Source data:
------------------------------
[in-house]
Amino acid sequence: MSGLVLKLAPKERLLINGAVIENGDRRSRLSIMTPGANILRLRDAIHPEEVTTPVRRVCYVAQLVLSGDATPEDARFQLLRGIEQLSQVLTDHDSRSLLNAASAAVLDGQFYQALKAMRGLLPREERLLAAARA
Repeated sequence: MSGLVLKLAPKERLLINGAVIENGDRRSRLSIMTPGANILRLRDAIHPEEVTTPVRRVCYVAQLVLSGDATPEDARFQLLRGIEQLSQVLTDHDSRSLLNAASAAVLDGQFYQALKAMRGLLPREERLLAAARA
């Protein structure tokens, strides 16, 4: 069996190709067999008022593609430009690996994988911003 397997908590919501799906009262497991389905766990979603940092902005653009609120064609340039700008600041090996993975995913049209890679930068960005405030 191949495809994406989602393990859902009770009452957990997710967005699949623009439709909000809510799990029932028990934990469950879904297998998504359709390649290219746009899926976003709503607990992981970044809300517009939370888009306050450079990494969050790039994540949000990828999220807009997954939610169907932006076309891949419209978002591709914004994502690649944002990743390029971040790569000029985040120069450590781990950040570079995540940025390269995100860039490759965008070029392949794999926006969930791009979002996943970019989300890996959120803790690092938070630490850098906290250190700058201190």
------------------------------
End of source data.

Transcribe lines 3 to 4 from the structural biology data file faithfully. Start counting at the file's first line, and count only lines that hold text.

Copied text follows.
Repeated sequence: MSGLVLKLAPKERLLINGAVIENGDRRSRLSIMTPGANILRLRDAIHPEEVTTPVRRVCYVAQLVLSGDATPEDARFQLLRGIEQLSQVLTDHDSRSLLNAASAAVLDGQFYQALKAMRGLLPREERLLAAARA
């Protein structure tokens, strides 16, 4: 069996190709067999008022593609430009690996994988911003 397997908590919501799906009262497991389905766990979603940092902005653009609120064609340039700008600041090996993975995913049209890679930068960005405030 191949495809994406989602393990859902009770009452957990997710967005699949623009439709909000809510799990029932028990934990469950879904297998998504359709390649290219746009899926976003709503607990992981970044809300517009939370888009306050450079990494969050790039994540949000990828999220807009997954939610169907932006076309891949419209978002591709914004994502690649944002990743390029971040790569000029985040120069450590781990950040570079995540940025390269995100860039490759965008070029392949794999926006969930791009979002996943970019989300890996959120803790690092938070630490850098906290250190700058201190």